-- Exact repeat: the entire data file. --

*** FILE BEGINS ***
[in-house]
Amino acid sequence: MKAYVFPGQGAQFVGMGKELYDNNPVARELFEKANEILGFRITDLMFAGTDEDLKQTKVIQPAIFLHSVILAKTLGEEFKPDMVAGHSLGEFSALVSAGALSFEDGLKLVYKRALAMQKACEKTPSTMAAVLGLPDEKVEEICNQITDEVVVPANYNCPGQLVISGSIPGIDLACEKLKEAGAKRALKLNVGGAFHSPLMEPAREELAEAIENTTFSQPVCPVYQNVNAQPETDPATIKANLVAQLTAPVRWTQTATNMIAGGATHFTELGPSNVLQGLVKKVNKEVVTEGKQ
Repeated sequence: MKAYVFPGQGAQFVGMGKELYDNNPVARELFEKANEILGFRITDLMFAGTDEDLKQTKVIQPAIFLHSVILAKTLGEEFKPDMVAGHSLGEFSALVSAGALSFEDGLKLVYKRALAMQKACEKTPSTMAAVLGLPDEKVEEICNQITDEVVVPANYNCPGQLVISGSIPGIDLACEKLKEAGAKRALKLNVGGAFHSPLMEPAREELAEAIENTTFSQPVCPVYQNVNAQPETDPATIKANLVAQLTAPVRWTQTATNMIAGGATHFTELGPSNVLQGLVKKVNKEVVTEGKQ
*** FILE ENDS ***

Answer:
[in-house]
Amino acid sequence: MKAYVFPGQGAQFVGMGKELYDNNPVARELFEKANEILGFRITDLMFAGTDEDLKQTKVIQPAIFLHSVILAKTLGEEFKPDMVAGHSLGEFSALVSAGALSFEDGLKLVYKRALAMQKACEKTPSTMAAVLGLPDEKVEEICNQITDEVVVPANYNCPGQLVISGSIPGIDLACEKLKEAGAKRALKLNVGGAFHSPLMEPAREELAEAIENTTFSQPVCPVYQNVNAQPETDPATIKANLVAQLTAPVRWTQTATNMIAGGATHFTELGPSNVLQGLVKKVNKEVVTEGKQ
Repeated sequence: MKAYVFPGQGAQFVGMGKELYDNNPVARELFEKANEILGFRITDLMFAGTDEDLKQTKVIQPAIFLHSVILAKTLGEEFKPDMVAGHSLGEFSALVSAGALSFEDGLKLVYKRALAMQKACEKTPSTMAAVLGLPDEKVEEICNQITDEVVVPANYNCPGQLVISGSIPGIDLACEKLKEAGAKRALKLNVGGAFHSPLMEPAREELAEAIENTTFSQPVCPVYQNVNAQPETDPATIKANLVAQLTAPVRWTQTATNMIAGGATHFTELGPSNVLQGLVKKVNKEVVTEGKQ